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Sökning: WFRF:(Strongosky A J)

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  • Puschmann, Andreas, et al. (författare)
  • A family with parkinsonism, essential tremor, restless legs syndrome, and depression
  • 2011
  • Ingår i: Neurology. - : Lippincott Williams & Wilkins. - 1526-632X. ; 76:19, s. 1623-1630
  • Tidskriftsartikel (refereegranskat)abstract
    • Background: Previous epidemiologic and genetic studies have suggested a link between Parkinson disease (PD), essential tremor (ET), and restless legs syndrome (RLS). Methods: We describe the clinical, PET, and pathologic characteristics of an extensive kindred from Arkansas with hereditary PD, ET, and RLS. The pedigree contains 138 individuals. Sixty-five family members were examined neurologically up to 3 times from 2004 to 2010. Clinical data were collected from medical records and questionnaires. Genetic studies were performed. Five family members underwent multitracer PET. Two individuals with PD were examined postmortem. Results: Eleven family members had PD with generally mild and slowly progressive symptoms. Age at onset was between 39 and 74 years (mean 59.1, SD 13.4). All individuals treated with L-dopa responded positively. Postural or action tremor was present in 6 individuals with PD, and in 19 additional family members. Fifteen persons reported symptoms of RLS. PET showed reduced presynaptic dopamine function typical of sporadic PD in a patient with PD and ET, but not in persons with ET or RLS. The inheritance pattern was autosomal dominant for PD and RLS. No known pathogenic mutation in PD-related genes was found. Fourteen of the family members with PD, ET, or RLS had depression. Neuropathologic examination revealed pallidonigral pigment spheroid degeneration with ubiquitin-positive axonal spheroids, TDP43-positive pathology in the basal ganglia, hippocampus, and brainstem, and only sparse Lewy bodies. Conclusion: Familial forms of PD, ET, RLS, and depression occur in this family. The genetic cause remains to be elucidated. Neurology (R) 2011; 76: 1623-1630
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  • Soto-Ortolaza, A. I., et al. (författare)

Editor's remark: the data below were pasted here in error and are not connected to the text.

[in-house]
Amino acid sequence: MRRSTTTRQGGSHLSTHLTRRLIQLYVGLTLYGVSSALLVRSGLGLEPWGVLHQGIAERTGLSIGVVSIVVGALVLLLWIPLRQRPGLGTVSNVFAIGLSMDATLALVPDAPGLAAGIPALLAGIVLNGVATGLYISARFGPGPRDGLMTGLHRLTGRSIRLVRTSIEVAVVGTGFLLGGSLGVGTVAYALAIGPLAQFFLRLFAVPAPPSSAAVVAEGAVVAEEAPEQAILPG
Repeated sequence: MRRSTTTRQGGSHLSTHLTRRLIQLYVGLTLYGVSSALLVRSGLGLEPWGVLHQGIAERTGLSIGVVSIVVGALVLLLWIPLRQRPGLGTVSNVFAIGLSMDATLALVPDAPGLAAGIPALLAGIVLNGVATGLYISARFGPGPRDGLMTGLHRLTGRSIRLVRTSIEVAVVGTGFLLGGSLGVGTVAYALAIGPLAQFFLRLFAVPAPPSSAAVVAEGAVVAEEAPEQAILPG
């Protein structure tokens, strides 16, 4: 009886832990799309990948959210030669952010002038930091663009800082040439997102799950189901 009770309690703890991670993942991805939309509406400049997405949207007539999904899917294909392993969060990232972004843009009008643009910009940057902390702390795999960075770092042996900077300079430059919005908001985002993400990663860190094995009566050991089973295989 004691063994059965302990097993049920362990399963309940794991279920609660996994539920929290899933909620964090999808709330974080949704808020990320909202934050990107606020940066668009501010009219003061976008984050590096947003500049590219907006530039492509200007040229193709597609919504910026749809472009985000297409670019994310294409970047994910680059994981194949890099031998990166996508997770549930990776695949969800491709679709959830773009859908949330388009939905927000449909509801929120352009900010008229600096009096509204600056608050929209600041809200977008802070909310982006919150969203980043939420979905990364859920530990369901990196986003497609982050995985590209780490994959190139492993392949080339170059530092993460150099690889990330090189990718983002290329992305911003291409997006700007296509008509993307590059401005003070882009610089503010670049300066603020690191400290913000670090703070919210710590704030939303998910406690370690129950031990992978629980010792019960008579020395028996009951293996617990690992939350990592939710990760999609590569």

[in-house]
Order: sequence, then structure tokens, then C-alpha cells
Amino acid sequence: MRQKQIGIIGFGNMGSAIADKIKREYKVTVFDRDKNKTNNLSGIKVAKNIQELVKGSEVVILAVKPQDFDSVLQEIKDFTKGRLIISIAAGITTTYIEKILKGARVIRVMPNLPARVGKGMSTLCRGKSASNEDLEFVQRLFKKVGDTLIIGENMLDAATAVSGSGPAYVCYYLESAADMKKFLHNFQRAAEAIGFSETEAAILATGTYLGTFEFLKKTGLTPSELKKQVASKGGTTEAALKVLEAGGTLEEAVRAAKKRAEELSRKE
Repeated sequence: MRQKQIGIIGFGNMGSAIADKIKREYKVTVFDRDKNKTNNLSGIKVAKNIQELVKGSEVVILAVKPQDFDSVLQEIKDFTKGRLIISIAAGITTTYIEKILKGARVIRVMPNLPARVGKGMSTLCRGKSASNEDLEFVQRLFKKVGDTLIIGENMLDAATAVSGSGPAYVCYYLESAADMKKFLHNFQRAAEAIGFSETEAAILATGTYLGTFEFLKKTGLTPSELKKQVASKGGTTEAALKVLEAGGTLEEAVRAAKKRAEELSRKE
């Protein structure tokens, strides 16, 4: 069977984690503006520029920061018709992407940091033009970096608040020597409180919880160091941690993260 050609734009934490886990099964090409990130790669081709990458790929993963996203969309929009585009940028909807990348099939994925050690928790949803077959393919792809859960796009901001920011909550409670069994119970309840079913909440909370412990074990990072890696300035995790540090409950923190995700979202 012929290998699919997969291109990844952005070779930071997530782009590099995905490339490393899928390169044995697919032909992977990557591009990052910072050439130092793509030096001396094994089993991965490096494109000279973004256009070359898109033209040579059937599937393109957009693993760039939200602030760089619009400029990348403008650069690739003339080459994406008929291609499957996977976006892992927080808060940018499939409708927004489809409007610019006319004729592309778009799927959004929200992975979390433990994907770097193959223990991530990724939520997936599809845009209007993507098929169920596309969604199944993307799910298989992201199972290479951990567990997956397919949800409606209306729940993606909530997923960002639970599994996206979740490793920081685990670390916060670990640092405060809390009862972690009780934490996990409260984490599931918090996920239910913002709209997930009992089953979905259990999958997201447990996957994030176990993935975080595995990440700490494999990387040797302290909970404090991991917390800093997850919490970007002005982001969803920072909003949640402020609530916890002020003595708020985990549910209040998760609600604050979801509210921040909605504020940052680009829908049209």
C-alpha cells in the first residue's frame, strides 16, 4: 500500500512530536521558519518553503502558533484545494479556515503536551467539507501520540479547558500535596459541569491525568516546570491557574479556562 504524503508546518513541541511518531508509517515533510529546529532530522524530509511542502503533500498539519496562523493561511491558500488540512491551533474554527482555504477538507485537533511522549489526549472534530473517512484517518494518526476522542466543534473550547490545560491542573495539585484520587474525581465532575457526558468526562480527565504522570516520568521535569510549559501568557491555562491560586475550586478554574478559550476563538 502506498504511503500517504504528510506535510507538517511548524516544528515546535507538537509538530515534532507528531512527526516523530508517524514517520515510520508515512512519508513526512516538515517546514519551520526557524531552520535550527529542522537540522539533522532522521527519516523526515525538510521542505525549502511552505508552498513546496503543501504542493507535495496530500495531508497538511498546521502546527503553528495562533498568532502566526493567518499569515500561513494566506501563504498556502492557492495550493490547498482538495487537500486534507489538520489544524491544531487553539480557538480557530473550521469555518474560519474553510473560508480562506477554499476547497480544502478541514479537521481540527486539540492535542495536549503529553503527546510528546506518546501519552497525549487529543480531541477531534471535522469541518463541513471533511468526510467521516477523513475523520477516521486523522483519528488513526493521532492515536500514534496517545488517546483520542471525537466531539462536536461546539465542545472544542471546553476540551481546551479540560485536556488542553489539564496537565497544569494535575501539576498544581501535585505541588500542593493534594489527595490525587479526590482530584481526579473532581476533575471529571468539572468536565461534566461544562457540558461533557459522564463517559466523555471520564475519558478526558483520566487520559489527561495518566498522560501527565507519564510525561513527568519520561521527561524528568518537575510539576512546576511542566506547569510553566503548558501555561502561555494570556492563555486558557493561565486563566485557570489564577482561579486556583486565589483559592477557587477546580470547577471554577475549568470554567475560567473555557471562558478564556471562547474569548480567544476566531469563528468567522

• GWAS risk factors in Parkinson's disease: LRRK2 coding variation and genetic interaction with PARK16
  • 2013
  • Ingår i: American Journal of Neurodegenerative Disease. - : e-Century Publishing. - 2165-591X. ; 2:4, s. 99-287
  • Tidskriftsartikel (refereegranskat)abstract
    • Parkinson's disease (PD) is a multifactorial movement disorder characterized by progressive neurodegeneration. Genome-wide association studies (GWAS) have nominated over fifteen distinct loci associated with risk of PD, however the biological mechanisms by which these loci influence disease risk are mostly unknown. GWAS are only the first step in the identification of disease genes: the specific causal variants responsible for the risk within the associated loci and the interactions between them must be identified to fully comprehend their impact on the development of PD. In the present study, we first attempted to replicate the association signals of 17 PD GWAS loci in our series of 1381 patients with PD and 1328 controls. BST1, SNCA, HLA-DRA, CCDC62/HIP1R and MAPT all showed a significant association with PD under different models of inheritance and LRRK2 showed a suggestive association. We then examined the role of coding LRRK2 variants in the GWAS association signal for that gene. The previously identified LRRK2 risk mutant p.M1646T and protective haplotype p.N551K-R1398H-K1423K did not explain the association signal of LRRK2 in our series. Finally, we investigated the gene-gene interaction between PARK16 and LRRK2 that has previously been proposed. We observed no interaction between PARK16 and LRRK2 GWAS variants, but did observe a non-significant trend toward interaction between PARK16 and LRRK2 variants within the protective haplotype. Identification of causal variants and the interactions between them is the crucial next step in making biological sense of the massive amount of data generated by GWAS studies. Future studies combining larger sample sizes will undoubtedly shed light on the complex molecular interplay leading to the development of PD.
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